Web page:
• Embrace Opposites – You find overlaps between different categories or opposites to spot new design opportunities.

  • Multiple Classifications – You compare aspects of items using a matrix to widen your inspiration, spot market gaps, analyze trends and rules and examine related qualities.

  • Teasing Apart, Piecing Together (TAPT) – You break down an experience into its elements, reconstruct it with a better understanding of what’s involved and re-imagine it in a new context.

Learn More about Convergent Thinking

Take our Creativity course featuring convergent thinking and many templates: https://www.interaction-design.org/courses/creativity-methods-to-design-better-products-and-services

This SEEK blog nicely shows how convergent thinking fits into ideation: https://www.kaylaheffernan.com/blog/2017/5/8/design-thinking-101the-double-diamond-approachpart-ii-of-ii

Read about convergent thinking at work in Prism Studio’s ideation process: https://blog.prismstudios.io/divergent-and-convergent-thinking-in-the-ideation-process-b2e76b607cf2  

Literature on Convergent Thinking

Here’s the entire UX literature on Convergent Thinking by the Interaction Design Foundation, collated in one place:

Learn more about Convergent Thinking

Take a deep dive into Convergent Thinking with our course Creativity: Methods to Design Better Products and Services .

The overall goal of this course is to help you design better products, services and experiences by helping you and your team develop innovative and useful solutions. You’ll learn a human-focused, creative design process.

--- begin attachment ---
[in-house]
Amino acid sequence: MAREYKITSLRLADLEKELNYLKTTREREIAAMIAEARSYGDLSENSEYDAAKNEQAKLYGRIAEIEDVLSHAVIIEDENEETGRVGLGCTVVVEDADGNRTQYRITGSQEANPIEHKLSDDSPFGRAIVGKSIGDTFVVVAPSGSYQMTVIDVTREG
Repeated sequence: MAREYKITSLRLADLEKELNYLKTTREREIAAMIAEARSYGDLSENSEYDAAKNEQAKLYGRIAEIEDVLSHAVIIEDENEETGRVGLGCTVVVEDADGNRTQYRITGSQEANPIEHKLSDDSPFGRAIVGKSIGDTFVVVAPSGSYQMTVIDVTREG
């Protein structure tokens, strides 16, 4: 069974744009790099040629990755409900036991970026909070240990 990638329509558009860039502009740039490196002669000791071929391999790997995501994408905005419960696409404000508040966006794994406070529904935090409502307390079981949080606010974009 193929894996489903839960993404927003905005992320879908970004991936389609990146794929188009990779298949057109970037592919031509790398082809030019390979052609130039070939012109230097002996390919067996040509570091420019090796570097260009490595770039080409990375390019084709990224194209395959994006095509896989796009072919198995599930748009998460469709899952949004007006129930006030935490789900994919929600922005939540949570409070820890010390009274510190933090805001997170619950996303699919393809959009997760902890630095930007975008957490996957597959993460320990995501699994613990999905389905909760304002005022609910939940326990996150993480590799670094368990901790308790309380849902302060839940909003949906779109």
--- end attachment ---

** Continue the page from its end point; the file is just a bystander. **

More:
We’re going to show you what creativity is as well as a wealth of ideation methods―both for generating new ideas and for developing your ideas further. You’ll learn skills and step-by-step methods you can use throughout the entire creative process. We’ll supply you with lots of templates and guides so by the end of the course you’ll have lots of hands-on methods you can use for your and your team’s ideation sessions. You’re also going to learn how to plan and time-manage a creative process effectively.

Most of us need to be creative in our work regardless of if we design user interfaces, write content for a website, work out appropriate workflows for an organization or program new algorithms for system backend. However, we all get those times when the creative step, which we so desperately need, simply does not come. That can seem scary—but trust us when we say that anyone can learn how to be creative­ on demand. This course will teach you ways to break the impasse of the empty page. We'll teach you methods which will help you find novel and useful solutions to a particular problem, be it in interaction design, graphics, code or something completely different. It’s not a magic creativity machine, but when you learn to put yourself in this creative mental state, new and exciting things will happen.

In the “Build Your Portfolio: Ideation Project”, you’ll find a series of practical exercises which together form a complete ideation project so you can get your hands dirty right away. If you want to complete these optional exercises, you will get hands-on experience with the methods you learn and in the process you’ll create a case study for your portfolio which you can show your future employer or freelance customers.

Your instructor is Alan Dix. He’s a creativity expert, professor and co-author of the most popular and impactful textbook in the field of Human-Computer Interaction. Alan has worked with creativity for the last 30+ years, and he’ll teach you his favorite techniques as well as show you how to make room for creativity in your everyday work and life.

You earn a verifiable and industry-trusted Course Certificate once you’ve completed the course. You can highlight it on your resume, your LinkedIn profile or your website.

All Literature